Hamburg, 19 May 2010 – Leaders of the global aviation industry come to the German city of Hamburg to view and discuss latest developments in the interior design of aircraft. The Aircraft Interiors Expo takes place from the 18th to the 20th of May 2010. The leading trade fair for the interior design of airplanes highlights the importance of the northern German city as a major hub for the aviation industry.
The Crystal Cabin Award ceremony also takes place every year in the framework of the exposition, giving the only international prize for innovation in aircraft cabin design to companies that present their most innovative ideas to make air travel more comfortable and efficient for passengers and aviation companies. For seven categories ranging from Passenger Comfort to Industrial Design, Greener Cabin to Entertainment, a total of 64 entries from 13 nations had been received, with 21 reaching the final round. "The final selection was yet again a very close and exciting race," said Christian Koerfgen, Vice President of Product Management and Innovation, German Lufthansa AG and chairman of the jury. "We saw compelling, visionary concepts. The jury discussed a lot and ultimately came to a fair decision."
For both Airbus as one of the winners at this year’s award, and Hamburg as an aviation industry hub, this week in particular proves to be of major importance: this Wednesday, the first A380 is delivered to Lufthansa from the northern German city. Hamburg significantly contributes to the development and construction of the Airbus A380, the largest passenger aircraft in the world. Parts of it are built at the Airbus plant in Hamburg-Finkenwerder, including interior furnishings comprising the completion of the passenger cabin with seats, stowage facilities, galleys as well as entertainment and communication electronics.
Airbus was awarded a trophy in the category Technical Equipment and Components for the Digital Cabin Logbook (DCL). This device can record and document errors in the Airbus cabin in a standardized way. This makes it possible to transmit errors, even during the flight. The team on the ground can then proceed with required repairs more quickly and help to avoid delays. Another winner from Hamburg at this year’s ceremony was Dasell Cabin Interior GmbH, who came in first in the category of Comfort and Well-being for their product named HILA, a highly flexible integrated lavatory. The company convinced the jury with a concept for a flexible aircraft bathroom that allows cabin crew to enlarge the bathroom within seconds. Once the plane has reached cruising altitude the space in the plane’s passage that is otherwise only needed during boarding can be used for the lavatory.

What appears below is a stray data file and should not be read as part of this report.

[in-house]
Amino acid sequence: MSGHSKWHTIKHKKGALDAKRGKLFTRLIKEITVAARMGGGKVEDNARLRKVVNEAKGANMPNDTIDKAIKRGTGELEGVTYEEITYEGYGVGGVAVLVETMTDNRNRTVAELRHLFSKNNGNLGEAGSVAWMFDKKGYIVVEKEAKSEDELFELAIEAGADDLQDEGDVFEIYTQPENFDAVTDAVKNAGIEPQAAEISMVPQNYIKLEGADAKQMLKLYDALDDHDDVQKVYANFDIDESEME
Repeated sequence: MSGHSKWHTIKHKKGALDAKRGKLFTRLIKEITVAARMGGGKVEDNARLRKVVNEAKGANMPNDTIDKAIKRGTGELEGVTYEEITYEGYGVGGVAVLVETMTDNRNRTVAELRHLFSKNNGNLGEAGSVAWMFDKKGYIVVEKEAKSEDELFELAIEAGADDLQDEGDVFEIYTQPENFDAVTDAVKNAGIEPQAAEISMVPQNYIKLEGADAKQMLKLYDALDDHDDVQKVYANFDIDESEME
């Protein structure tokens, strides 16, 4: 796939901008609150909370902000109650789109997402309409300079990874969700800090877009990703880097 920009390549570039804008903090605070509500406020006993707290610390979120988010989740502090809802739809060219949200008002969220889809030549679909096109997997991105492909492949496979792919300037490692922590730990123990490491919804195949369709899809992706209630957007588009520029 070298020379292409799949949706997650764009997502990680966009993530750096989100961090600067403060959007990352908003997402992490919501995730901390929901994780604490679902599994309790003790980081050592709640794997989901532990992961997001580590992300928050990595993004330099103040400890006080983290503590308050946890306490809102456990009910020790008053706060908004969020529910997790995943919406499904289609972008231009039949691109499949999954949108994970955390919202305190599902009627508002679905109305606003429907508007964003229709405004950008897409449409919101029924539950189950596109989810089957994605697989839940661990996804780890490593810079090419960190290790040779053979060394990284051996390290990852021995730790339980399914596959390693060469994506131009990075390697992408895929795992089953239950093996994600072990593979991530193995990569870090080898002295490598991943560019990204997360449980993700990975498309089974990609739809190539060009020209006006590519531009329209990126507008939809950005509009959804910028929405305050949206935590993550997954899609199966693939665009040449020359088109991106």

An airplane seat developed specifically for wheelchair users won in the category University, which was new at this year’s competition. Esther Glaesker, a graduate of Hanover University of Applied Sciences received the trophy for “Com.pax”. This two-in-one system aims to make flying easier for passengers with reduced mobility. It allows them to be picked up at check- in a wheelchair that is fixated inside the cabin during the flight. Hamburg has long proved itself as a leader in the aviation industry, making it a prime location for hosting the Aircraft Interiors Expo and the Crystal Cabin Award that was handed over to the seven companies presenting the most innovative products in aircraft interior design. The city has earned global recognition as a centre of special competence for aircraft cabins and cabin systems.
The Hamburg metropolitan region ranks alongside Seattle and Toulouse as one of the world's leading centers for civil aviation. Airbus Deutschland, Lufthansa Technik and Hamburg Airport employ the highest number of people in the industry in the region. More than 300 small and medium-sized enterprises employ some 36,000 people in the fields of aviation parts and engineering services.